Opioid Reform Gains Ground Despite Docs' Opposition

A major reform bill to prevent opioid addiction took a big step forward today with a 20-0 bipartisan vote in the Assembly Appropriations committee. Under SB 482, doctors in California would be required to use a life-saving medical tool to help them prescribe painkillers safely. The bill heads to the Assembly Floor later this month.

To safely prescribe opioids, doctors have to know a patient's medical history, including prescriptions. SB 482 requires doctors to check the state prescription drug database, called CURES, before prescribing opioids and other addictive medications for the first time.

Bob Pack has been fighting for prescribing reform since he lost his two young children in an accident caused by a woman who had been recklessly prescribed narcotics. A technology executive, Bob was responsible for creating the electronic prescription database with then-Attorney General Jerry Brown. When it became clear physicians weren't using it, he worked in the legislature and at the ballot to require its use. SB 482 would enact that change. 

Major federal, state and private authorities – from the Centers for Disease Control to the California Medical Board – agree that prescription histories must be consulted when prescribing narcotics. We know it works: States that already have a mandate have seen notable drops in opioid prescriptions, doctor shoppers and overdoses. Yet the California Medical Association continues to oppose this common-sense rule for prescribing. Why? One reason is that people like doctors way more than they like the big pharmaceutical companies, who have been suspiciously silent on the bill. Or it could be because doctors, and the California Medical Association in particular, make big bucks from the drug companies.

California doctors received more than a quarter of a billion dollars in direct and indirect payments from drug and medical-device manufacturers in 2015 alone. At least five doctors on the CMA’s Board of Trustees were among those who received sizeable payments from manufacturers.

The drug industry has also contributed at least a half million dollars directly to the CMA.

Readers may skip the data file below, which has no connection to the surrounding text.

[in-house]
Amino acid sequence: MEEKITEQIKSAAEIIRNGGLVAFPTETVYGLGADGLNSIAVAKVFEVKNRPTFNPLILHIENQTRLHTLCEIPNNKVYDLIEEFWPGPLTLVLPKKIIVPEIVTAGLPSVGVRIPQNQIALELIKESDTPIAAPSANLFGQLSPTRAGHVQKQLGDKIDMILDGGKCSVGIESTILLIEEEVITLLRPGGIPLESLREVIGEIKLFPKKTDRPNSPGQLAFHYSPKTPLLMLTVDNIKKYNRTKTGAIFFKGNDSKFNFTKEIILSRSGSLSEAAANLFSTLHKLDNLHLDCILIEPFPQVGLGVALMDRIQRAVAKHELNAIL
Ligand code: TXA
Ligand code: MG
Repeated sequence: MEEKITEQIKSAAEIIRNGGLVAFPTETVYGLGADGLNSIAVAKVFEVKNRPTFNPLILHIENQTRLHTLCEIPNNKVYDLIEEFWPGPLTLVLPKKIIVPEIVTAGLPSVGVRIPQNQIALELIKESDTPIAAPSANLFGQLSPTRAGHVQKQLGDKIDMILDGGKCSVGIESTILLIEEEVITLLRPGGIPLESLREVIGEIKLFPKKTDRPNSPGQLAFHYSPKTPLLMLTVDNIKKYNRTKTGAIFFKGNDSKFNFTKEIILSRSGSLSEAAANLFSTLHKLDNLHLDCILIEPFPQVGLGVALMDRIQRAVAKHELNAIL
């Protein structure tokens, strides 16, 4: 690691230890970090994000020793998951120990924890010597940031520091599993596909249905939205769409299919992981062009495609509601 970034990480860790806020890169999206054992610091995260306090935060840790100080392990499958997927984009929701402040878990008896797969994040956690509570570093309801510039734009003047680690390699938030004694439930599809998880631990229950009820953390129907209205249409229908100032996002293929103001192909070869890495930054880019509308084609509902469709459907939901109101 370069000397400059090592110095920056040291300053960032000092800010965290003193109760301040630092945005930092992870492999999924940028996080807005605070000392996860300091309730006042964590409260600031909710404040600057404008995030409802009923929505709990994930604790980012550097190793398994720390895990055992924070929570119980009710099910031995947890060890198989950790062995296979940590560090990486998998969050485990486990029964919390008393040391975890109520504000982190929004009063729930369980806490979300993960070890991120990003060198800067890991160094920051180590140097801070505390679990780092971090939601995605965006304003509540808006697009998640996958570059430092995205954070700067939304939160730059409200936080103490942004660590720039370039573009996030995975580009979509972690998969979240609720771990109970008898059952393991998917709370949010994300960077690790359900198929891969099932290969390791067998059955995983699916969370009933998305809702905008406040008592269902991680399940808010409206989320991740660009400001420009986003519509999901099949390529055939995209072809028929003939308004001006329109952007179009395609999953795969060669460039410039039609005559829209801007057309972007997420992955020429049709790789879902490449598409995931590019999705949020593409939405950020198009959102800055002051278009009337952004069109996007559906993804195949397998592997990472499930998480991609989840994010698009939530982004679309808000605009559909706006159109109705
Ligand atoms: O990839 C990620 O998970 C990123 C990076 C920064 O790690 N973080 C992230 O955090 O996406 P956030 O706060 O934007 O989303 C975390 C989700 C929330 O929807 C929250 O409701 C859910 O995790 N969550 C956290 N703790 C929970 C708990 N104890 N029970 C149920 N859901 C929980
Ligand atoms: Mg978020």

Transparency reports filed by Pfizer, Genentech and AstraZeneca reveal those companies made donations and grants totaling $754,000 directly to CMA and its foundation over the past eight years. The lion’s share of the declared payments were made by Pfizer: $467,000 to CMA and $260,000 to CMA’s sister foundation.

That money, directly or indirectly, subsidizes the salaries paid to CMA’s executive officers. Those same officers committed CMA to oppose SB 482. They also chose to provide cover for Big Pharma in its campaign against Proposition 61, a November ballot initiative that would put California on the road to lower drug prices for everyone. Prop 61 will require the State of California to pay no more for prescription drugs than is paid by the U.S. Department of Veterans Affairs, which negotiates drug prices with the pharmaceutical companies and pays 20-24% less on average for drugs than other government agencies, and 40% less than Medicare.

More about Proposition 61 here: www.YesOn61.com

Under a resource-sharing agreement with Consumer Watchdog, Capitol Watchdog staff is partially paid for by Consumer Watchdog Campaign - Yes on 61, Major Funding by Yes on Prop 61, Californians for Lower Drug Prices, With Major Funding by AIDS Healthcare Foundation and California Nurses Association PAC.

Capitol Watchdog is owned and operated by nonprofit Consumer Watchdog. For more information about Consumer Watchdog visit http://www.consumerwatchdog.org